THE Katzes entered our lives in absentia. My husband and I, out of town for the summer, were suddenly pelted with letters from friends on the homefront, all extolling the charms of wonderful newcomers, the Katz family. ``You must meet the Katzes the minute you return,'' insisted one correspondent. ``You'll love them! They are such fun.''
Another letter writer was more specific. ``Harry Katz has such a dry sense of humor -- every time he opens his mouth something wildly funny comes out.''
And then came, ``The Katzes are dying to meet you after all we've told them about you -- ''
So it was reciprocal. While we were being bombarded with the wry wit of those clever Katzes, they were being regaled with tales of our superior humor and charm.
In due time we headed home. Driving alongside meandering rivers, down somnolent freeways, through mountain passes, we thought of the Katzes in giddy anticipation. What would be their first utterances that would throw us into fits of laughter? And with some apprehension, we wondered what clever words we could find that would justify our reputation as trendy, amusing folk.
We arrived home, but before we could even get the road dust showered off, a friend called to invite us to dinner.
``Come tonight. You must meet the Katzes -- you'll love them!''
When we arrived for dinner, however, we learned that the Katz couple wouldn't be there. This only heightened our by-now-frenzied anticipation of meeting these people.
A week later we -- and the elusive Katzes -- were invited to a party. ``I hope it's as good as our last one,'' giggled our hostess-to-be. ``That was the time Harry Katz put a rose in his mouth and -- ha ha hee hee -- danced the flamenco.''
``I know it sounds silly, but when Harry Katz does something like that -- well, it's just hysterical. I guess you had to have been there. You'll see -- the Katzes are fantastic fun.''
At last the moment was upon us. We arrived at the party and were led into the presence of the fabled Katzes, whom we were bound to love.
Harry Katz did not have a rose in his mouth, I was relieved to notice as we waited for him to emit the first sample of his fine dry wit.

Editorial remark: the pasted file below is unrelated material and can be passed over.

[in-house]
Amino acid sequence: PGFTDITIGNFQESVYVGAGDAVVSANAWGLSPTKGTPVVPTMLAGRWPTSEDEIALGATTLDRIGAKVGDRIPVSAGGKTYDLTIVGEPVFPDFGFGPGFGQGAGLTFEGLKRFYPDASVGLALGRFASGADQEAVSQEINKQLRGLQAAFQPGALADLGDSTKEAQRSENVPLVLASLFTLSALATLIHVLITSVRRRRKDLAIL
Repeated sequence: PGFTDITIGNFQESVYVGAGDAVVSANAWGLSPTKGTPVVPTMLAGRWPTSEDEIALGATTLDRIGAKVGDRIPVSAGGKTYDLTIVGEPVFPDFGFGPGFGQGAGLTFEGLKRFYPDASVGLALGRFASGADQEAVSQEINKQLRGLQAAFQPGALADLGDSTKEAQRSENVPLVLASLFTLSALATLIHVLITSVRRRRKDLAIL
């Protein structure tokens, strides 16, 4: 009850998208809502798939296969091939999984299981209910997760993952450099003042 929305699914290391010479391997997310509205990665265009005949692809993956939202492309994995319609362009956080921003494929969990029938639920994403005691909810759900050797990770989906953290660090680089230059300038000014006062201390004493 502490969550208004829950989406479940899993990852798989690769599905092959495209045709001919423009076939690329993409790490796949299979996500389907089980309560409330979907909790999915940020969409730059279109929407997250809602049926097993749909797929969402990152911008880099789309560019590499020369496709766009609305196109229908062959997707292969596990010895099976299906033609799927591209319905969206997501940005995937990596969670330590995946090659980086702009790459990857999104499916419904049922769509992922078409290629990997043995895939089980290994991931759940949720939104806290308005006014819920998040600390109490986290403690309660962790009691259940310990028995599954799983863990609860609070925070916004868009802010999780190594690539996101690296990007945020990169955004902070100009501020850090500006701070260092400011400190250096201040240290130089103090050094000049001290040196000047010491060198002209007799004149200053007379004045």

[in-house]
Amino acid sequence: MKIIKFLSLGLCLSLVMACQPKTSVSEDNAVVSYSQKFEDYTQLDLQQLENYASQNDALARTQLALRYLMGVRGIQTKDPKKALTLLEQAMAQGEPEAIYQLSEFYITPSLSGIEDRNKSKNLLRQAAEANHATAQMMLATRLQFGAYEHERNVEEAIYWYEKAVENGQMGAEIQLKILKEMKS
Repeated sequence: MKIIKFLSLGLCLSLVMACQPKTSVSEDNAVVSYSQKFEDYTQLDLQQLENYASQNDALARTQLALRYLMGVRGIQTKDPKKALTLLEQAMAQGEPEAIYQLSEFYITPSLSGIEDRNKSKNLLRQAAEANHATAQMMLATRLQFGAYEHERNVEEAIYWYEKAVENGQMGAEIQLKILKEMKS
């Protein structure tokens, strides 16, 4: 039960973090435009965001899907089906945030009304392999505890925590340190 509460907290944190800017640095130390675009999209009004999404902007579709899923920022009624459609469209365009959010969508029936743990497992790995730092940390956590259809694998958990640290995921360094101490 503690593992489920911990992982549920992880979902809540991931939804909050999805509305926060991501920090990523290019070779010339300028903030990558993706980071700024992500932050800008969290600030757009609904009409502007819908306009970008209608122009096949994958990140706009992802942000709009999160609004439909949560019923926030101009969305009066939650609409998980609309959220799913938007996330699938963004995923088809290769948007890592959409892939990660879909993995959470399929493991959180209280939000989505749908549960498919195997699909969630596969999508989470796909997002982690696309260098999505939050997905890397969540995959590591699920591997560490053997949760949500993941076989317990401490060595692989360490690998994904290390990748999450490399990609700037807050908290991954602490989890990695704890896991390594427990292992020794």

``How are you?'' was what he said.
We waited breathlessly for the punch line. There seemed to be none.
``Fine!'' we chorused in a brilliant display of our dual wittiness.
``This is my wife, Judy.''
We shifted our gaze to Judy Katz, purported to be the funniest female in town.
Judy Katz opened her little bow mouth. ``Hi, there,'' she said.
Was this funny and we were simply too prosaic to appreciate it? Was their humor so esoteric that it escaped us?
``Well -- '' said Harry Katz.
Ah! Here it comes! The droll remark that would show the stuff of which he was made. We waited, our eyes sparkling in tingly anticipation.
``Well, how was your trip home?'' he asked.
``Long,'' I blurted.
Judy Katz laughed a tinkly little giggle that settled into a bubbly gurgle. Harry Katz laughed. And laughed.
``That's very funny,'' he said, gasping for breath.
I looked at them, puzzled. My response was worth maybe half a ha-ha at most.
And then I knew: Their expectations, our expectations, were too high. Harry Katz could dance the flamenco with a rose in his mouth till he keeled over, but he'd never live up to his advance billing. Nor would we. We'd all been oversold to one another.
Our hostess came up to the four of us standing together, a quartet of window dummies.
``Don't you just love the Bennetts?''
``Yes!'' lied the Katzes in unison.
``Did I tell you you'd love the Katzes?'' she asked us.
``You did tell us,'' agreed my husband.
``And you do -- right?''
``Oh -- my!'' I responded, skirting reality tactfully.
Our hostess continued, ``Wouldn't it have been funny if, after all this, you people met -- and didn't like one another?''
The quartet of dummies laughed politely.
And then four pairs of eyes met knowingly and truth set us free. We joined in one spontaneous moment of warmth and laughter before gratefully going our separate ways.